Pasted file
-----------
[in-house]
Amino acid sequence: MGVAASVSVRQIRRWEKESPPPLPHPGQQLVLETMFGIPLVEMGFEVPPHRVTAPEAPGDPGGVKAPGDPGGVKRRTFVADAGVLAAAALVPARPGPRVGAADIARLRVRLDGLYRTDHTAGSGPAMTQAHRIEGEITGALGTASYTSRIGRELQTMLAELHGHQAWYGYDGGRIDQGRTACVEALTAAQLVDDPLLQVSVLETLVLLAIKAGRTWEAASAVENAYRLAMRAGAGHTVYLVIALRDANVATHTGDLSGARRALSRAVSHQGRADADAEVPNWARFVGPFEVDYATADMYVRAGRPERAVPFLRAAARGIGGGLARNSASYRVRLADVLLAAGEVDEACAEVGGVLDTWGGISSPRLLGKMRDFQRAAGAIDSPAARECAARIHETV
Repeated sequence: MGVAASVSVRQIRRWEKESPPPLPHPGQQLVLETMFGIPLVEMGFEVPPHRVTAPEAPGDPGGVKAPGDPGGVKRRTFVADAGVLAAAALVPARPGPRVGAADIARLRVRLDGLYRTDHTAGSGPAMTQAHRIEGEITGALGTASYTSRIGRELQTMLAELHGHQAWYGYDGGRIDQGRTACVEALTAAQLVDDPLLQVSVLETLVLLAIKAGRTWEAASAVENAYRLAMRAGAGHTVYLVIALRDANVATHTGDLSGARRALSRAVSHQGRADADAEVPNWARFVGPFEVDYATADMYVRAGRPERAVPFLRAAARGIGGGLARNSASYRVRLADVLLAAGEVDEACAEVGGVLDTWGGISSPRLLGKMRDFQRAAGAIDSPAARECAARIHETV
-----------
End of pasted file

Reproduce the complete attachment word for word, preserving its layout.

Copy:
[in-house]
Amino acid sequence: MGVAASVSVRQIRRWEKESPPPLPHPGQQLVLETMFGIPLVEMGFEVPPHRVTAPEAPGDPGGVKAPGDPGGVKRRTFVADAGVLAAAALVPARPGPRVGAADIARLRVRLDGLYRTDHTAGSGPAMTQAHRIEGEITGALGTASYTSRIGRELQTMLAELHGHQAWYGYDGGRIDQGRTACVEALTAAQLVDDPLLQVSVLETLVLLAIKAGRTWEAASAVENAYRLAMRAGAGHTVYLVIALRDANVATHTGDLSGARRALSRAVSHQGRADADAEVPNWARFVGPFEVDYATADMYVRAGRPERAVPFLRAAARGIGGGLARNSASYRVRLADVLLAAGEVDEACAEVGGVLDTWGGISSPRLLGKMRDFQRAAGAIDSPAARECAARIHETV
Repeated sequence: MGVAASVSVRQIRRWEKESPPPLPHPGQQLVLETMFGIPLVEMGFEVPPHRVTAPEAPGDPGGVKAPGDPGGVKRRTFVADAGVLAAAALVPARPGPRVGAADIARLRVRLDGLYRTDHTAGSGPAMTQAHRIEGEITGALGTASYTSRIGRELQTMLAELHGHQAWYGYDGGRIDQGRTACVEALTAAQLVDDPLLQVSVLETLVLLAIKAGRTWEAASAVENAYRLAMRAGAGHTVYLVIALRDANVATHTGDLSGARRALSRAVSHQGRADADAEVPNWARFVGPFEVDYATADMYVRAGRPERAVPFLRAAARGIGGGLARNSASYRVRLADVLLAAGEVDEACAEVGGVLDTWGGISSPRLLGKMRDFQRAAGAIDSPAARECAARIHETV